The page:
Reading scripture through a mystical lens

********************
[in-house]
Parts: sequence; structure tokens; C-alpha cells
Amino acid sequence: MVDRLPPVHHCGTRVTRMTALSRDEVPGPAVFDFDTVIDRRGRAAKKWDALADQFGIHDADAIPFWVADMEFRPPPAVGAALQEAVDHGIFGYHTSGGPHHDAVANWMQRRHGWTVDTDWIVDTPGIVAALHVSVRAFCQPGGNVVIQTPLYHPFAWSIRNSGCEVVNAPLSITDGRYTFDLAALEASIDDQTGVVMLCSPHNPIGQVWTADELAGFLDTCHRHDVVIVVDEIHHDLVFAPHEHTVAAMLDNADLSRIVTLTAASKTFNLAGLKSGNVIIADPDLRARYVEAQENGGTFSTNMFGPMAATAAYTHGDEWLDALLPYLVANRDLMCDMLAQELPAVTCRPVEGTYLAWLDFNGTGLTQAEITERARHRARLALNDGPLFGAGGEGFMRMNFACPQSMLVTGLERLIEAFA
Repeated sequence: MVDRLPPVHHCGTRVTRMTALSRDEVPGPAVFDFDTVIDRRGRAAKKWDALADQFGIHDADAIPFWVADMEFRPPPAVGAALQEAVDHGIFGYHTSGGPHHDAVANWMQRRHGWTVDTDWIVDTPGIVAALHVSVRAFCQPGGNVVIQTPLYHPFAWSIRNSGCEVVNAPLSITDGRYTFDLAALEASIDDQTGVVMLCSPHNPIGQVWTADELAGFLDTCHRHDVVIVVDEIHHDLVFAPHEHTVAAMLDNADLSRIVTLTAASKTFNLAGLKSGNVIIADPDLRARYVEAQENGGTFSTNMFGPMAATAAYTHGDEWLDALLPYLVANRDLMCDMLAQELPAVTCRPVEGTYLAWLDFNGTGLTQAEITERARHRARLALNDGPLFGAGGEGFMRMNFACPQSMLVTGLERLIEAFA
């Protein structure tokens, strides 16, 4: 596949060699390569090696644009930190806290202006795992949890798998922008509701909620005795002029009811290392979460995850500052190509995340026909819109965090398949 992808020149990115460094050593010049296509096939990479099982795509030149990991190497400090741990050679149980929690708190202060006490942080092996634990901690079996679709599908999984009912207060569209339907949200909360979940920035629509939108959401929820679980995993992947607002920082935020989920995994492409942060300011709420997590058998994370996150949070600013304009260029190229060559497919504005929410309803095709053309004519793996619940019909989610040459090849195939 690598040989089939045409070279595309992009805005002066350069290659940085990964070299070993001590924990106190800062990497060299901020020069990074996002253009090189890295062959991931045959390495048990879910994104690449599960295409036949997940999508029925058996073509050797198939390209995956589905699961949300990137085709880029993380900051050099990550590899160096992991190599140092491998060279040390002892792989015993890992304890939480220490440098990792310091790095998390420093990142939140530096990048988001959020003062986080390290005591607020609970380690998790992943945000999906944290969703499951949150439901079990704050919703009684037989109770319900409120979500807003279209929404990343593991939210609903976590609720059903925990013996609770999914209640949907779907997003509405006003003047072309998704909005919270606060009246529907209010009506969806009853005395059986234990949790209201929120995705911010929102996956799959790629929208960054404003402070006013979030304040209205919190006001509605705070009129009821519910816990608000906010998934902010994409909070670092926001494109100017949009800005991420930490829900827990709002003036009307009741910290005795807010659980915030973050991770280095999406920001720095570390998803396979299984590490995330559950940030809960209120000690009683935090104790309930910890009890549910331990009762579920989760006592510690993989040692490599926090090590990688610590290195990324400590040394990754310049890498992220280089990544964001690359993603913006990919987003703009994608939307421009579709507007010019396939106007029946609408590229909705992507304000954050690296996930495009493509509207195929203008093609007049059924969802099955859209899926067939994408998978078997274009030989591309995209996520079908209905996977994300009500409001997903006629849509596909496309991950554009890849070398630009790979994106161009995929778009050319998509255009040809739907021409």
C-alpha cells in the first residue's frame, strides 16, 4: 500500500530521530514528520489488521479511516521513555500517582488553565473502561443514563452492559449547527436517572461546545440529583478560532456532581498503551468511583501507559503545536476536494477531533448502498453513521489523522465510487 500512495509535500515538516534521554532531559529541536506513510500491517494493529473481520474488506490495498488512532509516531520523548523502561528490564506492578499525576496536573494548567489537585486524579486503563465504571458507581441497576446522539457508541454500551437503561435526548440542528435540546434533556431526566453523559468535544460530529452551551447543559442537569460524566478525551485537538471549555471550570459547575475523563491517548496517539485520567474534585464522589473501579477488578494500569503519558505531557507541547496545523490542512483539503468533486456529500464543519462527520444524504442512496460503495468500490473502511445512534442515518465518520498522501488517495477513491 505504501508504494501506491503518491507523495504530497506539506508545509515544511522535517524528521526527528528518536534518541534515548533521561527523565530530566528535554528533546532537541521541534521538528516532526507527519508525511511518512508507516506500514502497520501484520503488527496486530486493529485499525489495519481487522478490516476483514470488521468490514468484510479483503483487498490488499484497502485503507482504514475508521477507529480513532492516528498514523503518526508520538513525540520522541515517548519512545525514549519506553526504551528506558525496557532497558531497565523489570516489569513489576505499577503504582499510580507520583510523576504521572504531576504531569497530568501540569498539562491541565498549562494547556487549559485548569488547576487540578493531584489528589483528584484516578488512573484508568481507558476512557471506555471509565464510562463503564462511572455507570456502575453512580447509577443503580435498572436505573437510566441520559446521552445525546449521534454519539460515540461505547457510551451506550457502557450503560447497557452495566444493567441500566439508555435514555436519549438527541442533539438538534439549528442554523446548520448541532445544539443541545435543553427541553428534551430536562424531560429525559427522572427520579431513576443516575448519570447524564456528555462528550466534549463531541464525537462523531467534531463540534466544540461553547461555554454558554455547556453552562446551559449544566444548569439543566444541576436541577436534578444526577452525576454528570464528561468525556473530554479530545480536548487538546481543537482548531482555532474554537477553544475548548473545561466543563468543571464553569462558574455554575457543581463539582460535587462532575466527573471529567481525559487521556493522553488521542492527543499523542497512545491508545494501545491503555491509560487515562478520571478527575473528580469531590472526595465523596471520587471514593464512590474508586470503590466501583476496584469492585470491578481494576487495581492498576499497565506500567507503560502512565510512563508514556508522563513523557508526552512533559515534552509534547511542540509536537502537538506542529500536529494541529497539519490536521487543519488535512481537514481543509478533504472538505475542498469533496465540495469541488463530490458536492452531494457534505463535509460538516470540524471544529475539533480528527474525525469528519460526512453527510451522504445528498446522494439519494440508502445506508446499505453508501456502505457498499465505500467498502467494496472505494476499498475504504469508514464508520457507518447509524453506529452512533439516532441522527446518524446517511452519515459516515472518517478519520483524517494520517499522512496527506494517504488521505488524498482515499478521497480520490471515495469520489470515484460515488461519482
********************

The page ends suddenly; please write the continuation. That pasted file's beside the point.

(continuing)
In addition to the unprecedented interest in spirituality in recent decades, both at a popular level and also as an academic discipline, there has also been a resurgence of research dealing with spirituality and scripture. It is readily acknowledged that the hegemony of the historical-critical method is no longer tenable. As a method which sees the text as an artifact of history, there is minimal, if any, attempt to understand the experience of those who produced the text; it concentrates on a literal interpretation, at the expense of the polysemous nature of scripture. Contemporary scriptural studies, however, have witnessed a sea-change in interpretive methods of such magnitude, that it is difficult to keep up with current scholarship in this field. Within this paradigm shift, the importance of a spiritual reading of scripture has now come to the fore. More specifically, reading scripture through a mystical lens, as originally seen, inter alia, in the works of Origen, has taken its place, if not centre stage, at least on the stage, and no longer in the wings. Utilising the insights of a French Carmelite, Elisabeth Catez, a mystical reading of Paul exemplifies this new, yet ancient, hermeneutical method.